London has always been a hotbed for the seductive, saucy and down-right sordid. From the brothels of Roman Londinium and the stews of medieval Bankside to the Restoration Rakes and Soho’s swinging sixties, this city has long traded in the currency of sex. Erotic material – such as these relief tiles – was widely available in the 18th century, if one knew where to go and had the means with which to acquire it. Warning: explicit images in post! Read the full post
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The story of London Tweed
So this is how the story goes. In 1826 a London merchant decides to buy some cloth from a weaver in Hawick, a town in the Scottish borders famous for its cloth production. Very happy with his order, he decides to get some more but – crucially – misreads the weaver’s dashed handwriting. Instead of ‘twill’ this Londoner reads ‘tweed’, and assumes this new cloth must take after the River Tweed which runs fast and clear through the textile areas of lower Scotland. ‘Tweed’ and not ’twill’ has been the term used ever since.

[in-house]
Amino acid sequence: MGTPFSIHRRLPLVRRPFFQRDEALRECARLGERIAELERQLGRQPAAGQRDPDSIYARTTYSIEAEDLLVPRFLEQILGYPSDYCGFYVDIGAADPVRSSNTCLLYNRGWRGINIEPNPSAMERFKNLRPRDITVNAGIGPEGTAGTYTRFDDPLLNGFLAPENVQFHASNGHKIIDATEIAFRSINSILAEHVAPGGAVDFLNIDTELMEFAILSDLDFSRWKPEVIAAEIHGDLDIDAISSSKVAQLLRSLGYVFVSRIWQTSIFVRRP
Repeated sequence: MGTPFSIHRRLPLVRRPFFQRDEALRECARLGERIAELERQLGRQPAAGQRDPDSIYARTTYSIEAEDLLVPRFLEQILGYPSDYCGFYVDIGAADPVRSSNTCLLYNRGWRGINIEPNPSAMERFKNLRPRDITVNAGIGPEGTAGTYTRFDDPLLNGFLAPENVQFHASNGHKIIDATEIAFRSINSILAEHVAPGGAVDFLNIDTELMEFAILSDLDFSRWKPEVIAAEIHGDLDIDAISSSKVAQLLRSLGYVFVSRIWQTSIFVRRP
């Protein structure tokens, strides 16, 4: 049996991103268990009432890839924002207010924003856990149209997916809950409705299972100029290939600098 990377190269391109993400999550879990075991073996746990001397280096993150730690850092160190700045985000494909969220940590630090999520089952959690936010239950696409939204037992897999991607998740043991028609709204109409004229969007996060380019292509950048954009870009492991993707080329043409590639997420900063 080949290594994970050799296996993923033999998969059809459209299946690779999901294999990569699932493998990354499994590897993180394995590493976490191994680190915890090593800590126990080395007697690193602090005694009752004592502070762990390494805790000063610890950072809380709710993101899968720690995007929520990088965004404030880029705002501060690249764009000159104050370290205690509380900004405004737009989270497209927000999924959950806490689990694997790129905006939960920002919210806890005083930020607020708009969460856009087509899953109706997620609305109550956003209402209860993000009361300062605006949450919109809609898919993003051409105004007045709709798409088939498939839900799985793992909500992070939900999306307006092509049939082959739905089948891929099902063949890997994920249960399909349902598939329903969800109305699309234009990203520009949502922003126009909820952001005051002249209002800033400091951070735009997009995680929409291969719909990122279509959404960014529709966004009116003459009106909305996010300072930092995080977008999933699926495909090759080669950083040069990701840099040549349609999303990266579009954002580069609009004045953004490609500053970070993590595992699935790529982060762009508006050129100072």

Rhinestones and Nylon Net
Ever since watching The King and I (1956 version) at a very impressionable age, I have been rather fond of dancing (and crinolines – but that’s another story). My grandmothers and I spent many happy hours marvelling at the clothes, hairstyles and make-up of the participants in the World Championships broadcast on television.
Christina Broom: A pioneering photographer
It is almost a year now since I first laid eyes on an extraordinary private collection of photographs by Christina Broom.